On Sunday we were invited to attend Saione, the church of the King, a Free Wesleyan Church in Nuku’alofa. The full morning’s agenda included communion, brass band, and a beautiful singing choir whose voices filled the church sanctuary, making for a wonderful two hours of amazement.  I particularly enjoyed watching the young boys and girls in the front row in their “Sunday best,” so well-behaved, but enjoying interacting with each other while big brothers in the second row, occasionally telling them to be quiet, when necessary.

Following our Church Service, we attended a traditional Tongan feast at Oholei Beach Resort, not knowing that many buses were bringing soccer teams from around the island to the same party. These students from various islands of the South Pacific had been competing in Nuku’alofa and came to enjoy an evening of festivities and a buffet dinner, as did we.  It was quite an event with music, dancing and lines moving quickly towards the buffet.  What amazed me was how quickly the serving staff was able to move over 300 people through 4 buffet lines. To our delight, our table cloths were large banana leaves and we used banana tree bark as plates. We were served a variety of local dishes that included fresh seafood, chicken, beef, suckling pig, tropical fruits, veggies and naturally coconut drinks.

The following morning, our group was divided into two with some flying to the Vava’u island group and the others to Ha’apai. My group’s flight to Ha’apai was quite memorable as we flew aboard a shiney, refurbished DC-3 with quite a history. Now owned and flown by Chathams Pacific, this DC-3 aircraft A3-AWP, known as Tanagaloa (God of the Sky) was built in 1944 and served in the Royal New Zealand Air Force until 1953, flew supply missions in Singapore and Malaya, retired to civilian life as a freighter, flew for Polynesian Airlines in the early 1970s, spread top fertilizer across New Zealand in the late ’70s, flew between Australia and New Zealand for Pionair Adventures, and finally flew to Tonga in 2004 at the request of the King of Tonga. After being lovingly restored she now graces the skies between Nuka’alofa and Ha’apai on a daily basis. But I digress . . .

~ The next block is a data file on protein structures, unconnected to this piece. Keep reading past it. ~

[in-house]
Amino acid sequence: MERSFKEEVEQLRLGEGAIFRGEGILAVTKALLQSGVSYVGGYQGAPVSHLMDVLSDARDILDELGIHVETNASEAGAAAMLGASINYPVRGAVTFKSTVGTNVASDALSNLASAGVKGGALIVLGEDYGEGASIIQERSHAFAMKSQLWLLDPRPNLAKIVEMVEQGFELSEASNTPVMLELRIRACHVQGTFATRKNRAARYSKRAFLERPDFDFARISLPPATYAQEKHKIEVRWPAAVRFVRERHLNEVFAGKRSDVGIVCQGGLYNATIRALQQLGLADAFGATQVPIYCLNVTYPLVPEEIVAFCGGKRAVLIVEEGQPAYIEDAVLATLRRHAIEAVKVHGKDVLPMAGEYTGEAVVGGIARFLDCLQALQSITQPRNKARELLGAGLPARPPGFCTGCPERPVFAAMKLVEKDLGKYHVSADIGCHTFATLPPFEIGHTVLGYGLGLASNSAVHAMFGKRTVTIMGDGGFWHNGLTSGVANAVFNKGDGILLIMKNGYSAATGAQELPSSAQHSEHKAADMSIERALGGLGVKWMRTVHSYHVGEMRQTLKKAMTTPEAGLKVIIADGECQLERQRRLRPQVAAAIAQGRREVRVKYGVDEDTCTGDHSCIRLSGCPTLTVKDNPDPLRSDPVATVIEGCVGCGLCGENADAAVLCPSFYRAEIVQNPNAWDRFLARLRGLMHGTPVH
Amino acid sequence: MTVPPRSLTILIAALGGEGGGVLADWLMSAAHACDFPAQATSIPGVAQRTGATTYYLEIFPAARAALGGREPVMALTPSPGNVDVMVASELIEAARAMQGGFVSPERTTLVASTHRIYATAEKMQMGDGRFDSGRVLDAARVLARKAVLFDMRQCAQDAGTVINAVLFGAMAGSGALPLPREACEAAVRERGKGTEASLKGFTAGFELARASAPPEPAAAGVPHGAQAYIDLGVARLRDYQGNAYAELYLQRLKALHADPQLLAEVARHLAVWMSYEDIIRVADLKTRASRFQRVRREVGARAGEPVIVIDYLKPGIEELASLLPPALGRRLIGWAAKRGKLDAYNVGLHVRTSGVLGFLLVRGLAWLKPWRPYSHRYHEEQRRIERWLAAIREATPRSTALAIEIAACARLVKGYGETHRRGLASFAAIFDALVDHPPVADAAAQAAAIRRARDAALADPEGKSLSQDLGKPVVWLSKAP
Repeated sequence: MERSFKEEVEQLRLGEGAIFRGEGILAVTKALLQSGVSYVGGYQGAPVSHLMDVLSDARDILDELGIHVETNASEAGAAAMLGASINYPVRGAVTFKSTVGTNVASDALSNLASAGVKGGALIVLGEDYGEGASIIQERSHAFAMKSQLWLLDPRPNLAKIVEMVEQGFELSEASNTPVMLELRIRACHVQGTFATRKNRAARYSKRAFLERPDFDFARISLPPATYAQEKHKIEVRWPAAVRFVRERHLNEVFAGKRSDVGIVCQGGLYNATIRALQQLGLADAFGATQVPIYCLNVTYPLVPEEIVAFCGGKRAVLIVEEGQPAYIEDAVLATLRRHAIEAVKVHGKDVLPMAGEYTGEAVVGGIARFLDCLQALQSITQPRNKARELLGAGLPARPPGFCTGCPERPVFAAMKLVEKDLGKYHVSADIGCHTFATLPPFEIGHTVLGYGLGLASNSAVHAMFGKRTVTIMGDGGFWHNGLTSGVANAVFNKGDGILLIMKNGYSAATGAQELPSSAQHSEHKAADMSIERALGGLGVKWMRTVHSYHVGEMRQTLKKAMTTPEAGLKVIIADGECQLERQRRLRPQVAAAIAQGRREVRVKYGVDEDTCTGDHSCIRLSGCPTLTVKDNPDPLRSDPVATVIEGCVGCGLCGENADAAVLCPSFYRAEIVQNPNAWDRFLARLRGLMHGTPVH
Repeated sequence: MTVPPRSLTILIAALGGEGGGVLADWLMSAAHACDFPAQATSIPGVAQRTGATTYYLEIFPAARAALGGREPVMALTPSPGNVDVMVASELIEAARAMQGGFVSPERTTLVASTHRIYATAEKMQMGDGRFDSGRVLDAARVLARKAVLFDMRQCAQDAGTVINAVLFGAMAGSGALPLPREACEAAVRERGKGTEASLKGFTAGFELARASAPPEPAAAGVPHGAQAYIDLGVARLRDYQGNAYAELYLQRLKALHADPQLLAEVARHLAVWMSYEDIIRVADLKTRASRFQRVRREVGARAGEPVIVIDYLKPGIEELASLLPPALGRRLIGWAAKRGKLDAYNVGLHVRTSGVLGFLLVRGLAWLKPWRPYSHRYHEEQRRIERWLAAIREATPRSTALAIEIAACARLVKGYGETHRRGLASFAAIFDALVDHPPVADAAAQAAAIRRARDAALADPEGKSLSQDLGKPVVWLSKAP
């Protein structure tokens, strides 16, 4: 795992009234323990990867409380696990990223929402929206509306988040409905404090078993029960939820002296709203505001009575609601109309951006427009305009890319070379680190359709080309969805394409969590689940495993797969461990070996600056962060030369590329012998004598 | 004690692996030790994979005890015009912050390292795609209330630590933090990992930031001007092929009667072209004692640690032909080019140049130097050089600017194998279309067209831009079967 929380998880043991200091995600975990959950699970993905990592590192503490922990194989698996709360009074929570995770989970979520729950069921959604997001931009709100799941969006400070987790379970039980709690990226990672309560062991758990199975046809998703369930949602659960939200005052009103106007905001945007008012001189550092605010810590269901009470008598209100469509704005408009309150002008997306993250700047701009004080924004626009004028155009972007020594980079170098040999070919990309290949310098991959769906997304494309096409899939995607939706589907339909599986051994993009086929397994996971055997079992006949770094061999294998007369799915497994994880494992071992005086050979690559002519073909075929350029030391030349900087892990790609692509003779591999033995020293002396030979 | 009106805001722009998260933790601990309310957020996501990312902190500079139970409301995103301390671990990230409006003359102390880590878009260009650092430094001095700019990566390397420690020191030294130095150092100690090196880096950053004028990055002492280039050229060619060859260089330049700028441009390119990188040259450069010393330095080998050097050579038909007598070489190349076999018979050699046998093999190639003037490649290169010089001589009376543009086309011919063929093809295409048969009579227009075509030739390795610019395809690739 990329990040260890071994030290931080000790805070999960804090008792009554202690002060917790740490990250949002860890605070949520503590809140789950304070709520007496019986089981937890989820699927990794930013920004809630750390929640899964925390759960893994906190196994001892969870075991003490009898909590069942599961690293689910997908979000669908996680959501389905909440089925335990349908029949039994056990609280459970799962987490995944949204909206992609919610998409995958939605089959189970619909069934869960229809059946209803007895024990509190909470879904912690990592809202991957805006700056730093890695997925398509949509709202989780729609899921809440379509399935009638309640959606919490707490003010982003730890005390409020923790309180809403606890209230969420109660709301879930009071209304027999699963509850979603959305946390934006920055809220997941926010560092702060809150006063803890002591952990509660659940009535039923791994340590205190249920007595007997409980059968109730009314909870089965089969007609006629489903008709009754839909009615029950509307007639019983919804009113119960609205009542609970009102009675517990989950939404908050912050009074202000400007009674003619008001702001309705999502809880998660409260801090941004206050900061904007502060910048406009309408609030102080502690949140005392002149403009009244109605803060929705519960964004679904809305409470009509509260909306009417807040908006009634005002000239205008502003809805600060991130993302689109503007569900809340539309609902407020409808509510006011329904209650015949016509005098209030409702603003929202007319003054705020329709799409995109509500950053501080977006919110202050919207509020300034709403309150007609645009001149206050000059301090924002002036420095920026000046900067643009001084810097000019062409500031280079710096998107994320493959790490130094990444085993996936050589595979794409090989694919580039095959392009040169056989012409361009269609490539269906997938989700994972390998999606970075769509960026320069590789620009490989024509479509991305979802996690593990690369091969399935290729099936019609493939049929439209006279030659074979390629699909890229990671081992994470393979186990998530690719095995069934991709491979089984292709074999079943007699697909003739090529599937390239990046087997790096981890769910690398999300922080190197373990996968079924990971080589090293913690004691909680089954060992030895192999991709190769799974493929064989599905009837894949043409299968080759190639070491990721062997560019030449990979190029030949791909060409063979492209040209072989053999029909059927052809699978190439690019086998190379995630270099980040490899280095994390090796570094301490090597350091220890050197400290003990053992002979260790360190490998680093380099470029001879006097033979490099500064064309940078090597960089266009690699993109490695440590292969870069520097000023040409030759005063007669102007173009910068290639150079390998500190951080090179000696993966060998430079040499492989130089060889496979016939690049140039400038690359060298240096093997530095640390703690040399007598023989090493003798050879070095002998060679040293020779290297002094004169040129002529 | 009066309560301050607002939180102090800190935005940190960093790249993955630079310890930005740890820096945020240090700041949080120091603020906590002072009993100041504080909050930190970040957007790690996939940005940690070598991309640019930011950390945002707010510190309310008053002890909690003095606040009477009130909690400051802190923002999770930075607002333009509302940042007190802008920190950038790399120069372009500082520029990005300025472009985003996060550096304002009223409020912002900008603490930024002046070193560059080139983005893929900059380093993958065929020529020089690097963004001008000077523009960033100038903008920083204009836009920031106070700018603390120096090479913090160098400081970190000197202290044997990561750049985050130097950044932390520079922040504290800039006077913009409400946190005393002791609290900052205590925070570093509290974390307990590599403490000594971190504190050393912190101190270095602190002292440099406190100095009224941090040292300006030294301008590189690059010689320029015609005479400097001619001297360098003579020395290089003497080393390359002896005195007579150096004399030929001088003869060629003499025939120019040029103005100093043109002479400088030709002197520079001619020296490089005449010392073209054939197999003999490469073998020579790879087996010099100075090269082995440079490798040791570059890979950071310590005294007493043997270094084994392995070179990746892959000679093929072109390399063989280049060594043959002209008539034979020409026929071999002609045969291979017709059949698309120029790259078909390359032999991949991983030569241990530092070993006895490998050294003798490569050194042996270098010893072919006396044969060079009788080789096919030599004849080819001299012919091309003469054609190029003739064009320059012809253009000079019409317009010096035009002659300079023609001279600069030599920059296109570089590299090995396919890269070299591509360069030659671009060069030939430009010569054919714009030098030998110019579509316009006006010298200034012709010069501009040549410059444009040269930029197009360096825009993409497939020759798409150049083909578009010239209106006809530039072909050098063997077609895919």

Arriving in Ha’apai we were greeted by Boris Stavenow, owner of Sandy Beach Resort, who offered us a truly wonderful opportunity to stay right on the beach overlooking the beautiful Pacific Ocean. The resort has 12 bungalows that are set in rambling gardens with ocean views with all amenities including wireless internet. The aquamarine waters right off the white, sandy beach are calm and perfect for an ocean swim.